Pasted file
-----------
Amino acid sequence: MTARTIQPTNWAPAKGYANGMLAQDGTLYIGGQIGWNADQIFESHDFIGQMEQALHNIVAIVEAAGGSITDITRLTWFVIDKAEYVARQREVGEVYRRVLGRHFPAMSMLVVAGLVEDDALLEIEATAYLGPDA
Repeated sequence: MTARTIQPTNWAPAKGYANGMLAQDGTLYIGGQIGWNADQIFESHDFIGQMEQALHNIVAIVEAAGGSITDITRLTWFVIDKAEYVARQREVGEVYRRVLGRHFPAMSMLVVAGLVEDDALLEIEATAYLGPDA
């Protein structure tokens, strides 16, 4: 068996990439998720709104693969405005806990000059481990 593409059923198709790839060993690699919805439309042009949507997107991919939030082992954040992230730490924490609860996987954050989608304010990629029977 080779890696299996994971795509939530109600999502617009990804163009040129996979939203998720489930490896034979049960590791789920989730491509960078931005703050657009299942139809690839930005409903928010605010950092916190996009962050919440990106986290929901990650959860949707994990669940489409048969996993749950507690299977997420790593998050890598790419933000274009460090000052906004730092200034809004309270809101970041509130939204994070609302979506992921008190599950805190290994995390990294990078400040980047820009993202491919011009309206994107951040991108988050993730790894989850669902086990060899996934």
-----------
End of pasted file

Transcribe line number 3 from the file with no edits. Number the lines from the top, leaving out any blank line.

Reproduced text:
């Protein structure tokens, strides 16, 4: 068996990439998720709104693969405005806990000059481990 593409059923198709790839060993690699919805439309042009949507997107991919939030082992954040992230730490924490609860996987954050989608304010990629029977 080779890696299996994971795509939530109600999502617009990804163009040129996979939203998720489930490896034979049960590791789920989730491509960078931005703050657009299942139809690839930005409903928010605010950092916190996009962050919440990106986290929901990650959860949707994990669940489409048969996993749950507690299977997420790593998050890598790419933000274009460090000052906004730092200034809004309270809101970041509130939204994070609302979506992921008190599950805190290994995390990294990078400040980047820009993202491919011009309206994107951040991108988050993730790894989850669902086990060899996934």